In this check, CASINO computes the numerical gradient and Laplacian of the wave function at a VMC-equilibrated configuration by finite differences with respect to the position of an electron. The results are compared against the analytic gradient and Laplacian, which are used in the computation of kinetic energies all over CASINO.
CASINO reports the degree of accuracy to which the numerical and analytical derivatives agree using four different levels: optimal, good, poor and bad. Each of these correspond to a relative difference of <1E-7, <1E-5, <1E-3, and >1E-3, respectively. If the accuracy is ‘bad’, the test reports a failure, and the analytical and numerical gradient and Laplacian are printed, for debugging purposes.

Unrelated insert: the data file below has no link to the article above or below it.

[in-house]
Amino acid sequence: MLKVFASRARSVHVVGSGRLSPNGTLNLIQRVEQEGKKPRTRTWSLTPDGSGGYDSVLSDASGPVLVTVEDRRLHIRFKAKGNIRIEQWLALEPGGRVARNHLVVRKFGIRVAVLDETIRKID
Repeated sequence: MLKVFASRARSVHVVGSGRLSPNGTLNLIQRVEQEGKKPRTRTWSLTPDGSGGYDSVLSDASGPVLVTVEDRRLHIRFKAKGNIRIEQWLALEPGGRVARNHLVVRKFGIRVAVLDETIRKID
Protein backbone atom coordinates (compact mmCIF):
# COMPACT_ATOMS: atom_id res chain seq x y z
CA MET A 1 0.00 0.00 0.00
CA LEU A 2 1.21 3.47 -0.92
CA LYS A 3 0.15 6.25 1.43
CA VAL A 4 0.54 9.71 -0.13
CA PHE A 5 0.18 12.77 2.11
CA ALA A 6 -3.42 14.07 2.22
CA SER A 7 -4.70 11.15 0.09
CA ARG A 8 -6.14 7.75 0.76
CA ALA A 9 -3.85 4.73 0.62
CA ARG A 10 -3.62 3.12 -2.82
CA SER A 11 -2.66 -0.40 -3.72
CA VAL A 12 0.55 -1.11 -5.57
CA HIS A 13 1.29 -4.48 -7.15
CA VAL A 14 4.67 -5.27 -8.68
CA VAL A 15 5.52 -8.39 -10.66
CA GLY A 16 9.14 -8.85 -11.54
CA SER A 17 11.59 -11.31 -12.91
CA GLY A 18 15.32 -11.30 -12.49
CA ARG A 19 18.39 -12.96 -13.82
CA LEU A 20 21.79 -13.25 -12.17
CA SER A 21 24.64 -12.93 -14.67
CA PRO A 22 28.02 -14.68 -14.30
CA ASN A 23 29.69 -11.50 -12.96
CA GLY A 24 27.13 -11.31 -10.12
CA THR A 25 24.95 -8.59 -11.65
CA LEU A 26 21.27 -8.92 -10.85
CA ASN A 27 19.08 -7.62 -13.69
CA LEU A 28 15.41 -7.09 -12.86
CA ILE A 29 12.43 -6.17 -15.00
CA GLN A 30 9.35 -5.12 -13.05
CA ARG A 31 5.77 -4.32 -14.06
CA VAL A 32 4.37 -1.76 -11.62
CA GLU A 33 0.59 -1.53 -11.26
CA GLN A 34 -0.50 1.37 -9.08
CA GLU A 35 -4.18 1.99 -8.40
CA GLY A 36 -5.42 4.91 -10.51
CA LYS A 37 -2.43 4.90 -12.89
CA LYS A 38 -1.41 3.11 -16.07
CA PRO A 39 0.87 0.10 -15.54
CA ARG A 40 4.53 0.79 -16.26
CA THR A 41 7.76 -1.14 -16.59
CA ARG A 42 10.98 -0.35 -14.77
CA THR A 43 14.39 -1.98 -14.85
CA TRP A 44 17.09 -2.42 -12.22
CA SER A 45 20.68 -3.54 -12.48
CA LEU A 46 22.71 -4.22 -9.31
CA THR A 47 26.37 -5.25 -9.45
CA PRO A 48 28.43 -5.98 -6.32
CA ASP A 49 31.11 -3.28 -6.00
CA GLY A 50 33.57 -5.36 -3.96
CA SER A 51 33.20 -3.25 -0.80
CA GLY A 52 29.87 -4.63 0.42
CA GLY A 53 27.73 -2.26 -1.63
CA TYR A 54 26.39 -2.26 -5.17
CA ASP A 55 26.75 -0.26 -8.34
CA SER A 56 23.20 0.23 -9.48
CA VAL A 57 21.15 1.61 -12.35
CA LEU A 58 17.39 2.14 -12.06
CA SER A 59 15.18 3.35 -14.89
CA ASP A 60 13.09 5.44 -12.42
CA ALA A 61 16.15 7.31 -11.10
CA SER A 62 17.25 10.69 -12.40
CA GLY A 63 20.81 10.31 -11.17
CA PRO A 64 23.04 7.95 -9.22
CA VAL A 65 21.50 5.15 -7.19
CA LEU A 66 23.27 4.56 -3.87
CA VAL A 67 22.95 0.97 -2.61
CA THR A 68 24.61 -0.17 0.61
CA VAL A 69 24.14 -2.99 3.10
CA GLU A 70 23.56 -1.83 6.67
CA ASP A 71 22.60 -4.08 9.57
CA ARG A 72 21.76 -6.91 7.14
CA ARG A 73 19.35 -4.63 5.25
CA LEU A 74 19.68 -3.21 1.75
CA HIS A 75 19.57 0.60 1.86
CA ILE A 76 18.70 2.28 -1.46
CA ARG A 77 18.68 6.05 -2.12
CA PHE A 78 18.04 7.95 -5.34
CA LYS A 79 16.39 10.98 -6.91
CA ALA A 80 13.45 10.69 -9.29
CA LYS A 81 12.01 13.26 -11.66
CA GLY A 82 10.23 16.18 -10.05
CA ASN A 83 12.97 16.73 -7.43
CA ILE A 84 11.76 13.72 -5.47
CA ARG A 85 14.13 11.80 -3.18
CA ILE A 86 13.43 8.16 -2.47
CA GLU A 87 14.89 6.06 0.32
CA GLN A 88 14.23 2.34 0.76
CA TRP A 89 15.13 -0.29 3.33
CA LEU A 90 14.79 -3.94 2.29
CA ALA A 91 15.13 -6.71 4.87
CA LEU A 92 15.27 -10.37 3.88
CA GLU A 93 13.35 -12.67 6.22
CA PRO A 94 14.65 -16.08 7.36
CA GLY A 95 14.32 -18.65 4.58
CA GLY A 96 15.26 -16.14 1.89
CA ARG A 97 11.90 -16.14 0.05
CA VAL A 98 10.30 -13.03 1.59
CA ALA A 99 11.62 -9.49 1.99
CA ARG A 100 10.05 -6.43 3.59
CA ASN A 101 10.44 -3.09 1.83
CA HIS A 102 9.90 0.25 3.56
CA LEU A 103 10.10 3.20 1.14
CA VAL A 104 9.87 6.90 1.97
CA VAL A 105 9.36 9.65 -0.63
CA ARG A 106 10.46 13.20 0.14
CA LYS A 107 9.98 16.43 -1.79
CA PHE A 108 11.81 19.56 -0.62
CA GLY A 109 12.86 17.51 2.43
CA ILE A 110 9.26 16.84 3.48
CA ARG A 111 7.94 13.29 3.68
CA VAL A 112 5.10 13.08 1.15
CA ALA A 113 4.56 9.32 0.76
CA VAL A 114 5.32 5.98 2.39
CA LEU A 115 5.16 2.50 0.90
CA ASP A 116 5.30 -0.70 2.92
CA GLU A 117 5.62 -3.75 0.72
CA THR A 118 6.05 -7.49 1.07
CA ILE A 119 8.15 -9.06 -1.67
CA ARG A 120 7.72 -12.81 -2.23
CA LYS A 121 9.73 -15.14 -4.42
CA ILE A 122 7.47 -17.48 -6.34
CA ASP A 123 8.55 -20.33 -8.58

This check should detect any inconsistencies between the coded expressions for the values, gradients and Laplacians of orbitals, Jastrow terms and backflow terms, as well as inconsistencies in the process of calculating kinetic energies and wave-function ratios. Therefore it’s reassuring to see that a given wave function passes the kinetic energy test.
However there are cases where the results from the test should not be taken too seriously:
– The thresholds defining the optimal/good/poor/bad levels are arbitrary. For small systems they seem to be a good partition (one usually gets good or optimal), but for large systems the procedure is bound to become more numerically unstable and the thresholds may not be appropriate. Thus a ‘poor’ gradient or Laplacian need not be signalling an error.
– For ill-behaved wave functions (e.g. after an unsuccessful optimization) it is not uncommon for the check to report a failure (‘bad’ level). This is not a bug in the code, you’ll just need to try harder at optimizing the wave function.
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